The Bobby Fuller Four

The Bobby Fuller Four (sometimes stylized as Bobby Fuller 4) was a popular mid-1960s American rock & roll band started by Bobby Fuller. With its first incarnation formed in 1962 in El Paso, Texas, the group went on to produce some of its most memorable hits under Mustang Records in Hollywood, California. The band's most successful songs include "Let Her Dance", "I Fought the Law" and "Love's Made a Fool of You".[1]

The Bobby Fuller Four
The Bobby Fuller Four in 1965 L-R Randy Fuller, Bobby Fuller, DeWayne Quirico and Jim Reese
The Bobby Fuller Four in 1965
L-R Randy Fuller, Bobby Fuller, DeWayne Quirico and Jim Reese
Background information
Also known asThe Spiders, Bobby Fuller and the Fanatics, The Shindigs
OriginEl Paso, Texas, United States
GenresRock and roll
Years active1962–1966
LabelsDonna, Eastwood, Exeter, Liberty, Mustang, Todd, Yucca
Past members


Even before Fuller had established a band in his hometown of El Paso, he recorded his first single, "You're in Love", under Yucca Records in 1961 with assistance of the Embers, a local band that Fuller played in previously. At this point, he started his own band, backed by his brother Randy on bass and Gaylord Grimes on drums in 1962. After "You're in Love" was a regional hit, Fuller had his next single, "Gently My Love" professionally recorded at Norman Petty Recording Studios. While producing another regional hit, Fuller was displeased with the results.

They disengaged from Yucca, and released their records through Fuller's own various independent labels; the recordings were done in Fuller's home recording studio. The group never had a definite name; recordings were either credited to simply Bobby Fuller, or Bobby Fuller and the Fanatics. Various other members (now including a second guitarist in addition to Fuller) played in the band at this time; however, the most significant were Jim Reese (formerly of the Embers) on guitar, and Dalton Powell (who had previously played piano for the Embers) on drums, while Bobby Fuller and Randy Fuller stayed constant on guitar and bass, respectively.

By 1963, the band pursued a record deal with a major label in Hollywood, California.[1] While they were neglected by most labels, Bob Keane of Del-Fi Records showed particular interest in the group. While he saw potential, he didn't think the band had hit material yet. Fuller and his band returned to El Paso and continued to release regional hits, the most popular being "I Fought the Law", originally by the Crickets. By the end of 1964, Fuller saw branching out to a major label as their only option, thus Bobby Fuller, Randy Fuller, and Jim Reese prepared to move to California to revisit Del-Fi Records. Current drummer Dalton Powell could not make the move due to family commitments, and was replaced by another drummer, DeWayne Quirico, instructed by Fuller in person.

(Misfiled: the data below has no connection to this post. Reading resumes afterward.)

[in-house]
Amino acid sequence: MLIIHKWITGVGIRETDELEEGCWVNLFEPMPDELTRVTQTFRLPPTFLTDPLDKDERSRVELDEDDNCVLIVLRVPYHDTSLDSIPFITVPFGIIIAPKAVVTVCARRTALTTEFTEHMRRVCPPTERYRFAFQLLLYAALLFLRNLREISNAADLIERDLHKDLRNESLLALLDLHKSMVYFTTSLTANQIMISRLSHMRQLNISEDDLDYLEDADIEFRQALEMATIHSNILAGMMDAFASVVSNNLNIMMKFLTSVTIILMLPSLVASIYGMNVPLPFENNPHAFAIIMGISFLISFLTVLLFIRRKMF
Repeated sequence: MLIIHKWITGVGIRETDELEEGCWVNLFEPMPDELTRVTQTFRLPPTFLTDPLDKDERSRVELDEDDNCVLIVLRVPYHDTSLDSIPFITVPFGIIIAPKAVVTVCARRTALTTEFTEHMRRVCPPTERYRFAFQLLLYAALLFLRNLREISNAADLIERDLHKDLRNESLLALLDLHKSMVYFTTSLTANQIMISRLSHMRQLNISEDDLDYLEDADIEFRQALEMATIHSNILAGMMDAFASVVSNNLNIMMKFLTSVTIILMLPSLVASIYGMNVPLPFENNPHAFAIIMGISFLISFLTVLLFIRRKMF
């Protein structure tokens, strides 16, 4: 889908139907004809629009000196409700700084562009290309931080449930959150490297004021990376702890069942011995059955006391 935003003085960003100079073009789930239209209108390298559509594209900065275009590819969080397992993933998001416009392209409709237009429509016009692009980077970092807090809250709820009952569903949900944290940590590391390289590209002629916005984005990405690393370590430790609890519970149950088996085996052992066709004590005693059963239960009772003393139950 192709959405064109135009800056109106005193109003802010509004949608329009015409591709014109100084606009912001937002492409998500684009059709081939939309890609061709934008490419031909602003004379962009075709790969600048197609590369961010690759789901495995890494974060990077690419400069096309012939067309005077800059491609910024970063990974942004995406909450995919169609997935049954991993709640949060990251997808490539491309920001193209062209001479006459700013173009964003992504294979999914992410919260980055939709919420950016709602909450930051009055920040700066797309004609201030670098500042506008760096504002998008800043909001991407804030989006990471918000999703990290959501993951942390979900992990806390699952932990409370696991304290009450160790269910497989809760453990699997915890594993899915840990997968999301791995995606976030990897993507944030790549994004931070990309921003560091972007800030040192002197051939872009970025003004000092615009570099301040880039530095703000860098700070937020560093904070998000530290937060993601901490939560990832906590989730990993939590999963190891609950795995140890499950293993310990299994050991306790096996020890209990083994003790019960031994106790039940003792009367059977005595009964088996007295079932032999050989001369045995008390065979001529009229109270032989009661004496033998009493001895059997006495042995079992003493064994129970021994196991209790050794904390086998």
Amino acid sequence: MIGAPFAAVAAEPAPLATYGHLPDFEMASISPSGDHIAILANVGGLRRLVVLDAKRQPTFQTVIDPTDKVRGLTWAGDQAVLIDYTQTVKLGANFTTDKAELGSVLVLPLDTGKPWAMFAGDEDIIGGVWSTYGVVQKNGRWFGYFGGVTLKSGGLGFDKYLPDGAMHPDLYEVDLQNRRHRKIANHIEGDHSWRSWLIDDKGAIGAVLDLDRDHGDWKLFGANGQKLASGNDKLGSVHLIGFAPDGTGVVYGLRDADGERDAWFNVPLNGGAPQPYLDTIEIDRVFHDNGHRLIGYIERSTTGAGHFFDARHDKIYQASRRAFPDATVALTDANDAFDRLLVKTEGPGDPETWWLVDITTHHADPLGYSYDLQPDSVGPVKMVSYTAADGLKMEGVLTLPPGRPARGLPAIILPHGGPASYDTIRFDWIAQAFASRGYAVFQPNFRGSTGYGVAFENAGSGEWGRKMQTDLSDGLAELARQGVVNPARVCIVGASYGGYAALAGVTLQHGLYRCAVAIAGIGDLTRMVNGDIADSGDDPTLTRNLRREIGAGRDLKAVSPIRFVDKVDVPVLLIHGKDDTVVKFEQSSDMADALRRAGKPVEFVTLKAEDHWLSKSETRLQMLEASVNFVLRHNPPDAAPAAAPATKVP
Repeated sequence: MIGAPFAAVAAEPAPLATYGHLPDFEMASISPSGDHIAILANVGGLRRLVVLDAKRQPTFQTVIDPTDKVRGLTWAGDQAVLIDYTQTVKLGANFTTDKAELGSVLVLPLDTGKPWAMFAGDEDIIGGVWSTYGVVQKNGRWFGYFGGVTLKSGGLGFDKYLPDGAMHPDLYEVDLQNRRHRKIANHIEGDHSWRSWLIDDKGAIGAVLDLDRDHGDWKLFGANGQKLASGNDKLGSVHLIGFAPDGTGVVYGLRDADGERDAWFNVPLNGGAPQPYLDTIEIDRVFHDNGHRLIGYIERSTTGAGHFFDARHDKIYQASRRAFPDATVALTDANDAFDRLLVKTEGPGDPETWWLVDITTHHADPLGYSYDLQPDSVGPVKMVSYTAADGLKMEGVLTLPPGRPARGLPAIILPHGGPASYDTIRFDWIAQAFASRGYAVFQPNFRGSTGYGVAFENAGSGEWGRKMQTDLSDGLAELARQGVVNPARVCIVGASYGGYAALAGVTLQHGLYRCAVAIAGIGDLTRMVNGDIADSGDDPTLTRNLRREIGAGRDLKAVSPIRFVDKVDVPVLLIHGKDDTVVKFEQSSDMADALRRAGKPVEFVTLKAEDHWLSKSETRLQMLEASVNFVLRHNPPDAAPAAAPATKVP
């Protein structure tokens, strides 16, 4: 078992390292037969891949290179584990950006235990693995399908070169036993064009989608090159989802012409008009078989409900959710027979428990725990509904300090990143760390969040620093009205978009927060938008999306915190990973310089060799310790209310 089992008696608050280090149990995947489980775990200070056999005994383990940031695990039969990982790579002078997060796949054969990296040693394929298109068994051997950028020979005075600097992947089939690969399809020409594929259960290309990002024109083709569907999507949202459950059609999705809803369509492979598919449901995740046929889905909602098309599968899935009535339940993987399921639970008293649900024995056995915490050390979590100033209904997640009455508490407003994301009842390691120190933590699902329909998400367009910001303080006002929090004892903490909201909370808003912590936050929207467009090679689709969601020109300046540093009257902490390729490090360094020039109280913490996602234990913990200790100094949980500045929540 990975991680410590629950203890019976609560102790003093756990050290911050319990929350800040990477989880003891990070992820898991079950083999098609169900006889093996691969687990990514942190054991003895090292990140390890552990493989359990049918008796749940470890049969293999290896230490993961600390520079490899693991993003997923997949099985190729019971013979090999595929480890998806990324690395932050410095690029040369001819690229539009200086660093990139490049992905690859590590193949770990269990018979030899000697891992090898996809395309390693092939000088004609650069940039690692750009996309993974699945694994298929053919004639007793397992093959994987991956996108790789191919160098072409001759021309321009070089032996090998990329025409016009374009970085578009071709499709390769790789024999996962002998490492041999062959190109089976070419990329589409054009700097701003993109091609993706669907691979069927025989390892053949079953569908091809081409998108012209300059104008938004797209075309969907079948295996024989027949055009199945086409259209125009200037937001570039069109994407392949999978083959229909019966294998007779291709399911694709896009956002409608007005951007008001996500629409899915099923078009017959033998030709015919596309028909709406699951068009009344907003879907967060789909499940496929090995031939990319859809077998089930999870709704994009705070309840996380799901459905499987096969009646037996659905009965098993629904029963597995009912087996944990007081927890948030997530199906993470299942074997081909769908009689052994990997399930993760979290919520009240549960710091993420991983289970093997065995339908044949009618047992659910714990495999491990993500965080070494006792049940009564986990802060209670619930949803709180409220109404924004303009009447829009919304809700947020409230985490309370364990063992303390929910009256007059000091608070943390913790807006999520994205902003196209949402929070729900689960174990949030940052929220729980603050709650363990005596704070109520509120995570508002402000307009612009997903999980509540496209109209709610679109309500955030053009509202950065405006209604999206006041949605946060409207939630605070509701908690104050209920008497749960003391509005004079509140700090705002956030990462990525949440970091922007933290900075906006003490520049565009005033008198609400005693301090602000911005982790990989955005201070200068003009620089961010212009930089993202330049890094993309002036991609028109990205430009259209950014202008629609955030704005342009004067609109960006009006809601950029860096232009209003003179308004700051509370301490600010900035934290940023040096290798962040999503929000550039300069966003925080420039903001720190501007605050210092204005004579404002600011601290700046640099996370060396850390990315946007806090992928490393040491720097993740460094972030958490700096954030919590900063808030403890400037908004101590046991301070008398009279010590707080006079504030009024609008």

The band appeared as "themselves" in the 1966 film "The Ghost in the Invisible Bikini"—a comedy combining the ubiquitous beach, horror, and biker themes of the day. They back Nancy Sinatra on the song "Geronimo" and perform "Make The Music Pretty" and other incidental music.

Del-Fi RecordsEdit

With the group's new hit records, Keane signed them to Del-Fi this time around. The band's first Del-Fi release, "Those Memories of You" was under the sister label, Donna records (credited to Bobby Fuller and the Fanatics). With the band's increasing local popularity, Keane created a sister label just for Fuller's band, Mustang Records. The first release on Mustang was "Thunder Reef" in 1965. This time, the band was credited as The Shindigs to capitalize on the new ABC show, Shindig! Seeking a more permanent name, Keane decided upon The Bobby Fuller Four (as he favored Fuller), which was first used on the band's next single, "Take My Word". The new name received mixed reactions with the rest of the group, claiming that it put too much emphasis on Fuller, as opposed to the rest of the band, but the name stuck.

While their next release, "Never to be Forgotten" brought a regional hit, the band's next single, "Let Her Dance" brought the band's first national hit, barely missing the Billboard Hot 100 at 133, though bringing in a Top 40 hit. At the suggestion of Randy Fuller, the El Paso hit, "I Fought the Law" was re-recorded. It quickly gained national popularity, and by 1966, it rose to its peak position at No. 9 on the national charts. Meanwhile, the band was starting to experience internal troubles after touring, and drummer DeWayne Quirico abruptly left the group. John Barbata was asked to take his place, while negotiations were underway to get Dalton Powell back in the band.

With Powell reinstated, the group went on to release "Love's Made a Fool of You", another Crickets cover (written by Buddy Holly and Bob Montgomery and recorded by Holly as a demo, reportedly intended for the Everly Brothers, though never recorded by that duo). This went on to become another national hit for the band. The next single was taken from the sessions where Barbata sat in, "The Magic Touch". While being popular locally, it did not match the success of the previous singles. In addition to the already existing internal problems, the band began to fall apart in July after Reese had received a draft notice in the mail (and arranged to sell his Jaguar XKE to Fuller), Powell also planned to announce his plans to leave the band to support his family back home.